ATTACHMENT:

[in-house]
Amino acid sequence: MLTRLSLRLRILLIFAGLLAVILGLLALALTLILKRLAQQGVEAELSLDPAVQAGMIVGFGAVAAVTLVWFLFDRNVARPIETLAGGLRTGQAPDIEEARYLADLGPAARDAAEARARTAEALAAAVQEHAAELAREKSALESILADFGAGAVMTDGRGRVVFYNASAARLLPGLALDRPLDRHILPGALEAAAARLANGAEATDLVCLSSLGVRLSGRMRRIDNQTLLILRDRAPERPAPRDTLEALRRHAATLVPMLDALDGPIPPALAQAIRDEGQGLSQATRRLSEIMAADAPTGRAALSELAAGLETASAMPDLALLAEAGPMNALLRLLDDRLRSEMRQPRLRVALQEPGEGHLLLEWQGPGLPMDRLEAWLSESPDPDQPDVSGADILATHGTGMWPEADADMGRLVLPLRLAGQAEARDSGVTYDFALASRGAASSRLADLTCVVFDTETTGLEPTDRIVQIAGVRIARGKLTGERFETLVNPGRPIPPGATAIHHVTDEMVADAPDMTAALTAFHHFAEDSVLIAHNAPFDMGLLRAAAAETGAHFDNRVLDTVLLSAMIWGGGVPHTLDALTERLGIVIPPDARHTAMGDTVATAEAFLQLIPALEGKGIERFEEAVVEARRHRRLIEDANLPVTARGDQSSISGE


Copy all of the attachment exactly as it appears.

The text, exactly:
[in-house]
Amino acid sequence: MLTRLSLRLRILLIFAGLLAVILGLLALALTLILKRLAQQGVEAELSLDPAVQAGMIVGFGAVAAVTLVWFLFDRNVARPIETLAGGLRTGQAPDIEEARYLADLGPAARDAAEARARTAEALAAAVQEHAAELAREKSALESILADFGAGAVMTDGRGRVVFYNASAARLLPGLALDRPLDRHILPGALEAAAARLANGAEATDLVCLSSLGVRLSGRMRRIDNQTLLILRDRAPERPAPRDTLEALRRHAATLVPMLDALDGPIPPALAQAIRDEGQGLSQATRRLSEIMAADAPTGRAALSELAAGLETASAMPDLALLAEAGPMNALLRLLDDRLRSEMRQPRLRVALQEPGEGHLLLEWQGPGLPMDRLEAWLSESPDPDQPDVSGADILATHGTGMWPEADADMGRLVLPLRLAGQAEARDSGVTYDFALASRGAASSRLADLTCVVFDTETTGLEPTDRIVQIAGVRIARGKLTGERFETLVNPGRPIPPGATAIHHVTDEMVADAPDMTAALTAFHHFAEDSVLIAHNAPFDMGLLRAAAAETGAHFDNRVLDTVLLSAMIWGGGVPHTLDALTERLGIVIPPDARHTAMGDTVATAEAFLQLIPALEGKGIERFEEAVVEARRHRRLIEDANLPVTARGDQSSISGE